Not trying to get on your case but I’m hearing what sounds like hearsay and misconception.


#13

Roger…first of all let me ask you not to read any tone into the words written here becuase there will be none.

With that being typed I have certainly used the towel drill not only personally but in many other settings and as mentioned, it is certainly a viable drill. However just like with any other drill if done incorrectly it can present problems.

Second of all I also absolutely understand it’s purpose.

Please understand also that my years in the game would dictate that at least to an extent I know what I am talking about. Additionally I am not merely a simpleton who would comment as I did on something I have not personally tried, had others try, or have personally taught to others.

I am also certainly one who has grown use to gathering opinions of others as I go about formulating my own; all the while keeping an open mind in doing so.

What can the drill be effective at is the question you posed to me and I would imagine that was the case due to the fact you do not believe I know at all what I am talking about re: this issue.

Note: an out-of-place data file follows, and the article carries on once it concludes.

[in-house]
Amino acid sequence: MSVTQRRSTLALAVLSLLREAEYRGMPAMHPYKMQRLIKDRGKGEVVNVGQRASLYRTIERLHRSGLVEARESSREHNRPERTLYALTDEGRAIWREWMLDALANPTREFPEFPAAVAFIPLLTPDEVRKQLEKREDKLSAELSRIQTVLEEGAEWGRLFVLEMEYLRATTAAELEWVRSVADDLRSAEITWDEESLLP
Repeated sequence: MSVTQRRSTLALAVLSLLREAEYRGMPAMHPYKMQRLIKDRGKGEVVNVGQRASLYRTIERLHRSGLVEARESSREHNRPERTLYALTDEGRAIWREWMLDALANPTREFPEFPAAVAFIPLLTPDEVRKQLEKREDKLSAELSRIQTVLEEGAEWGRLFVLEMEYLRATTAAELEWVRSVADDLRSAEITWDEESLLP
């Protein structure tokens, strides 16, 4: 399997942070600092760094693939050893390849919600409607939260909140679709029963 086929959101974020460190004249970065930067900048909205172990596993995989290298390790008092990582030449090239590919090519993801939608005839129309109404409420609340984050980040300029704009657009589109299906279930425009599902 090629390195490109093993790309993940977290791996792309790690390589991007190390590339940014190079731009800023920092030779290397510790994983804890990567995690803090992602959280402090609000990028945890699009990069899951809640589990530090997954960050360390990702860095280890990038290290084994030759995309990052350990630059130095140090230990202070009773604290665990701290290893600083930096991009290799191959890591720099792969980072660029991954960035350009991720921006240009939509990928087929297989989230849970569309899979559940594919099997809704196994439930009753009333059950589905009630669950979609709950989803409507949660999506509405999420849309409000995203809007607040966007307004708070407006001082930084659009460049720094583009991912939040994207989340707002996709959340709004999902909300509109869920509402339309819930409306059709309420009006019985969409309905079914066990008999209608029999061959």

How about just to keep it simple since I would assume you know what the purpose of the drill is I state that the drills primary purpose in my opinion would be to work on full extension…getting out front…or however you want to put it.

Moving forward…when I say young pitchers let me clarify…those perhaps under the age of 12 or so and or those amatuer pitchers who do not have a solid fundamental base nearly clear across the board to begin with.

Simply stated, if a young pitcher does not have a decent fundamental base in other areas such as but not limited to front side mechanics in general then I don’t think the towel drill is one that would perhaps in…most situations be a good fit…there is simply too much margin for error.

Continuing what could make it one of the worst for a young pitcher or any other amatuer pitcher with a poor fundamental base could be many things…I seriously could go on and on and on…but how about if a pitcher is not good at keeping their head up or the target they are hitting with the towel is held too low? This could lead to a young pitcher with already suspect upper half mechanics getting too far bent over and not being/staying strong at the upper half…